Farirai Machivenyika Senior Reporter
The black market exchange rate for the United States dollar is likely to fall following the relaxation of the usage of free funds by the Reserve Bank of Zimbabwe (RBZ) on Thursday.
Business leaders and worker representatives, however, expressed reservations on the fixing of the exchange rate.
In its pronouncement, the RBZ allowed holders of free funds to pay for goods and services in foreign currency, while the exchange rate was fixed at $25 to US$1.
Confederation of Zimbabwe Retailers Association (CZRA) president Mr Denford Mutashu said the policy would make it easier for businesses to restock as the country battled the Covid-19 pandemic.
“We view the move as progressive as it is going to unlock the availability of basic commodities on the market in light of the global challenges brought about by the Covid-19 pandemic,” he said.
“This flexibility shown by the Government was long overdue and we believe it will redirect the foreign currency to the formal market, which was not the case before as most of the money was going to the informal market where players were accepting payments in US dollars or rand.
“We now await the Statutory Instrument that will formalise this policy and lay out implementation modalities, but we have to take note that most prices are already indexed on the parallel market exchange rate.”
Mr Mutashu said the fixing of the exchange rate could pose its own challenges as it was below the black market rate where some players were already accessing foreign currency requirements.
The rate was around $40 to US$1 at the black market yesterday after shading some points following the announcement of the new measures.
Zimbabwe National Chamber of Commerce (ZNCC) chief executive Mr Takunda Mugaga said the black market rate could still go down.
“The black market might be suppressed because there may not be any need to look for foreign currency on the black market, so the rates there might go down,” Mr Mugaga said.
He said the fixing of the exchange rate could send the wrong signal to the market.
“We may end up having unintended consequences,” said Mr Mugaga.
“My other fear is that this may demotivate exporters and result in leakages if you force them to surrender their money at a rate of US$1: $25 when they are operating in an inflationary environment.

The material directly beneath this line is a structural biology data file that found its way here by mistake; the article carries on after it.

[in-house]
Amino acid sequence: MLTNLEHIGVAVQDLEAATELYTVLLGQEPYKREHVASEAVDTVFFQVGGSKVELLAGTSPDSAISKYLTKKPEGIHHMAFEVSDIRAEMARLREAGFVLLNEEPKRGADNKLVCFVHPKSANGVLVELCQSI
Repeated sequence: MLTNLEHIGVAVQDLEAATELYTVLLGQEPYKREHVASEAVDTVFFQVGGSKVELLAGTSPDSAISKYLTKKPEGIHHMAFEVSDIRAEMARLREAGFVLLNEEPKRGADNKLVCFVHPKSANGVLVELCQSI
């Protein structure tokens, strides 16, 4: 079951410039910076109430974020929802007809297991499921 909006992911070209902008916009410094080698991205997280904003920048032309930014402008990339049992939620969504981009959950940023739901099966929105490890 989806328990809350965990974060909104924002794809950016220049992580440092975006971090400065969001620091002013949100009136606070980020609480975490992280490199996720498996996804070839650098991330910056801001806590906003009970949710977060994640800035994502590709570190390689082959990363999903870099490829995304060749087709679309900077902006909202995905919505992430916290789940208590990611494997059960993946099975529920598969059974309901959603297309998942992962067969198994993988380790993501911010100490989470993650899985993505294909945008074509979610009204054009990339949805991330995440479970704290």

“So, going forward, the RBZ should not tamper with the exchange rate as this brings confusion to the market.”
Mr Mugaga said given that the policy was a response to the Covid-19 outbreak, it was not clear what will obtain after the virus is contained, bringing further uncertainty to the market.
Zimbabwe Congress of Trade Unions (ZCTU) president Mr Peter Mutasa said they had a number of concerns because the policy was not clear on what would happen to the worker in terms of remuneration.
“It is clear that now that businesses have been allowed to accept the US dollar, it will eventually push out the Zimbabwe dollar from the market, yet the policy is silent on workers’ salaries,” he said.
“We also think the RBZ governor should have announced a holistic policy without using the pandemic because the question that then arises is what will happen afterwards?” said Mr Mutasa.
“Will we revert to the Zimbabwe dollar again? We think these inconsistencies will further confuse the market.”
Other measures announced by Dr Mangudya include the suspension of increases in all electronic charges during the emergency, while mobile operators were being engaged to also reduce their charges.
Some observers say the apex bank was supposed to come up with measures to manage the market given that after coronavirus all gold buyers locked away in their countries would flood the market.
Their money does not come through official channels and has been used to fuel black market activities.